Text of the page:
N. Booij, L.H. Holthuijsen, P.H.M. de Lange


The propagation of long-crested and short-crested waves through a gap such as between two breakwaters is affected by diffraction. If the water depth is not uniform, refraction may also affect this penetration. It is shown with a navigation channel between two breakwaters (academic case and a realistic harbour case) that the effects of diffraction are small compared to those of refraction in regions where waves can penetrate with refraction only (e.g. where wave rays can penetrate). This region is relative large for short-crested waves. Outside these regions diffraction is dominant. With another example of waves penetrating through a tidal gap against a strong ebb current, it is shown that the short-crestedness of the waves destroys to a very large extent the waved guide effect of such currents. Both set of experiments show that the inclusion of short-crestedness in the wave computations causes some smoothing of the wave field, and that diffraction is a minor effect in regions with considerable wave motion. This is of some scientific and economic relevance as refraction can readily be combined in wave models with other physical phenomena such as wave generation and dissipation. Moreover, such models require less computer capacity than diffraction models which do not readily absorb wave generation and dissipation.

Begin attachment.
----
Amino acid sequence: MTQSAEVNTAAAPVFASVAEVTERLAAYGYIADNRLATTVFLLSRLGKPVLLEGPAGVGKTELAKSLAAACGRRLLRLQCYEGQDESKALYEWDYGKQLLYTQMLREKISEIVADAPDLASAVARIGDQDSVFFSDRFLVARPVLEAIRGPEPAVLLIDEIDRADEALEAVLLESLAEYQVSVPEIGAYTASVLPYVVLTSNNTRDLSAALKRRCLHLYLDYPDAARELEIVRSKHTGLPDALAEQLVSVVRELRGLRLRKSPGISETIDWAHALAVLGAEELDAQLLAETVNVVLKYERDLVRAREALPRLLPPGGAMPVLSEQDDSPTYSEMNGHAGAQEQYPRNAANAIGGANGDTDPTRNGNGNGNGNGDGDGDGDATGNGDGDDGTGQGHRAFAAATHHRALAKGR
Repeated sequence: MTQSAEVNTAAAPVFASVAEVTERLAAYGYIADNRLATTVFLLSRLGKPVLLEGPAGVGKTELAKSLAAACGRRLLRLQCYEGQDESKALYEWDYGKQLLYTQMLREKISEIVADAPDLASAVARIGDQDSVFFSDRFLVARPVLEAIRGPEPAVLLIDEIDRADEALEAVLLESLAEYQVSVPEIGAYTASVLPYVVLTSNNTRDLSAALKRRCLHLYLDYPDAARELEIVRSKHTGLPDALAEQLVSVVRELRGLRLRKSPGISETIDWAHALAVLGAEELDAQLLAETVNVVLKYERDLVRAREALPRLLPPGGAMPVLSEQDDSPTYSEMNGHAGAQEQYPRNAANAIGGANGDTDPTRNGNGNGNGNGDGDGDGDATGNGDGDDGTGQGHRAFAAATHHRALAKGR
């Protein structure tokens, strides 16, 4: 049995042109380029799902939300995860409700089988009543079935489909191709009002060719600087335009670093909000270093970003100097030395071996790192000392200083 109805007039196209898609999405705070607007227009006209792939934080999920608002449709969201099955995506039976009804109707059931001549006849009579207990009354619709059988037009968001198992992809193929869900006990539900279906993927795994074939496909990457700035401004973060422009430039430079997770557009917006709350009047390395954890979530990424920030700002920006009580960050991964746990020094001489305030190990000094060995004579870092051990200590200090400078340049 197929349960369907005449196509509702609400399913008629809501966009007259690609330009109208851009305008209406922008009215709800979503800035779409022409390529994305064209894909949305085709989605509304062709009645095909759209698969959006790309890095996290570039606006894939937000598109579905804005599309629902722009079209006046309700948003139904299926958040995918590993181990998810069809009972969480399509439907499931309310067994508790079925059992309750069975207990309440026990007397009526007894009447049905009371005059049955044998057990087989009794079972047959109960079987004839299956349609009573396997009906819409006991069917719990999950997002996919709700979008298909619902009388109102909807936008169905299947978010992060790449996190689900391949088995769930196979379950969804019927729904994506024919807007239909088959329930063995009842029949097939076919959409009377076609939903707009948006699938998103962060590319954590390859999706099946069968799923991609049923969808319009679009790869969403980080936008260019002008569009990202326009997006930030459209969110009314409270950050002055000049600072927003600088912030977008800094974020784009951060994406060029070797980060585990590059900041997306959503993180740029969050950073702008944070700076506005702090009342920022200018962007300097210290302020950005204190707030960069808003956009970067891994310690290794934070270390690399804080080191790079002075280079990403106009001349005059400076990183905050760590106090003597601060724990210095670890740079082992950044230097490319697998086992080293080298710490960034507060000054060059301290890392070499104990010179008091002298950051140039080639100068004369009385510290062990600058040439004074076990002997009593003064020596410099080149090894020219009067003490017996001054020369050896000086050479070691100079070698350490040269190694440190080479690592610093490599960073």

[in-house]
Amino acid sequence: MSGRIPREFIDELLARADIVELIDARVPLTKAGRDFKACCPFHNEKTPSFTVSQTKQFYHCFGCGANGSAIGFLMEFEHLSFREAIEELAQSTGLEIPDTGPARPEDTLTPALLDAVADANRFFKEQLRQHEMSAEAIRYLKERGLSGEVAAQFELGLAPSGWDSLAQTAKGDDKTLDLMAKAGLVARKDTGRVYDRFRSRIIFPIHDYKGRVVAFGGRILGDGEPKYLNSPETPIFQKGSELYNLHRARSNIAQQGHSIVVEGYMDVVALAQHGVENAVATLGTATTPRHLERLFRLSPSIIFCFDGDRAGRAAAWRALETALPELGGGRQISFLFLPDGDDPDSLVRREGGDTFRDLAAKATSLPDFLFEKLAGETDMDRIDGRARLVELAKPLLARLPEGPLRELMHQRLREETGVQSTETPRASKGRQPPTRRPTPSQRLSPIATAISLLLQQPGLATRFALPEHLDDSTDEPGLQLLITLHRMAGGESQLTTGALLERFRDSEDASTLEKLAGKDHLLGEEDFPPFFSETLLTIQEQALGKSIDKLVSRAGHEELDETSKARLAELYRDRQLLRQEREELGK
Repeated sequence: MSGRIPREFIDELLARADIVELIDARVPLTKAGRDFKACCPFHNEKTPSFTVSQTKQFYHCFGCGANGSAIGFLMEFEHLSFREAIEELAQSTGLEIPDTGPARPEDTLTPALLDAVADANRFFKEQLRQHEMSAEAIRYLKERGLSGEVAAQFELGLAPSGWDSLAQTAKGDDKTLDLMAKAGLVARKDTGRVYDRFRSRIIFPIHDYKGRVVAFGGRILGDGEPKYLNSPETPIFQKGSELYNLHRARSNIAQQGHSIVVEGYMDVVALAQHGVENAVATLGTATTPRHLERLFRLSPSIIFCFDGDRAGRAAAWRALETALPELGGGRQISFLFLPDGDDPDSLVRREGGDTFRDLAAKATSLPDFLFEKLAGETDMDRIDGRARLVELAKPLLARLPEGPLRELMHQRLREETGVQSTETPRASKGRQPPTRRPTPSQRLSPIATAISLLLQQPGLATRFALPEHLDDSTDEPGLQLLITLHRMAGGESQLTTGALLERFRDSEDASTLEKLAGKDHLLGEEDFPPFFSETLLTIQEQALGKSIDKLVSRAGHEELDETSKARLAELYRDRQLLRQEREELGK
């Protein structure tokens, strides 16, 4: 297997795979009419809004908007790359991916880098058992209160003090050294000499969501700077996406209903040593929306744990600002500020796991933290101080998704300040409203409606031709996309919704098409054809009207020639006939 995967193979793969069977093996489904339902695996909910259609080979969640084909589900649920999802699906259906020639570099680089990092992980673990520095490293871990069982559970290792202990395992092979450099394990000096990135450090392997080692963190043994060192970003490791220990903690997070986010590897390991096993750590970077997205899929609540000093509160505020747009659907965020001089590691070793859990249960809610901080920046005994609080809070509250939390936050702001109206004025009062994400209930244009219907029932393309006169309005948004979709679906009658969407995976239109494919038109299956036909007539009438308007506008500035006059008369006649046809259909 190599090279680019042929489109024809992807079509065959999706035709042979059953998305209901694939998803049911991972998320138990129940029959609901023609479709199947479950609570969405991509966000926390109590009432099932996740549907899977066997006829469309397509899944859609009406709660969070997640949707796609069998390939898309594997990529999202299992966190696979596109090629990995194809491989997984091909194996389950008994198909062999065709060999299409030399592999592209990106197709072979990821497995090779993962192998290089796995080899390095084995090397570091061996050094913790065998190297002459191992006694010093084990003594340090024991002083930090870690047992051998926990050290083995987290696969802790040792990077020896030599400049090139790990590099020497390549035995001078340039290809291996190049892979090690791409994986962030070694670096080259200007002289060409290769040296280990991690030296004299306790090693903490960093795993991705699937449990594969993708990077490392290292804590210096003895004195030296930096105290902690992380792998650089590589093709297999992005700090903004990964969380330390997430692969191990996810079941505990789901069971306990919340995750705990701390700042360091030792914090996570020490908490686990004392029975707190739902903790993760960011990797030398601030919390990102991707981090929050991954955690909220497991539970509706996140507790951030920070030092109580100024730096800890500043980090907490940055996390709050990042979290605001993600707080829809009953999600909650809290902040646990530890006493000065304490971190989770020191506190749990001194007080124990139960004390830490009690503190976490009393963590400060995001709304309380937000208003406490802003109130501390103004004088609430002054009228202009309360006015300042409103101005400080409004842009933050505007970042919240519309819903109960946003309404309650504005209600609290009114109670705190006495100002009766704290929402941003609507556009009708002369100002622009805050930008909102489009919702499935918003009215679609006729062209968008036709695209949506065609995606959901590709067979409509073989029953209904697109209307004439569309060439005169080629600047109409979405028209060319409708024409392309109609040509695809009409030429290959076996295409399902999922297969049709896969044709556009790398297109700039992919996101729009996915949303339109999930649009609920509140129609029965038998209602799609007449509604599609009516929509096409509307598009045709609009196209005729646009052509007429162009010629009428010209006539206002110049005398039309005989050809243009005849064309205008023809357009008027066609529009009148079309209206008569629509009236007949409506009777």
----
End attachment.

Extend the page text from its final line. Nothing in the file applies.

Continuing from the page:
short crested waves; wave penetration; gap penetration

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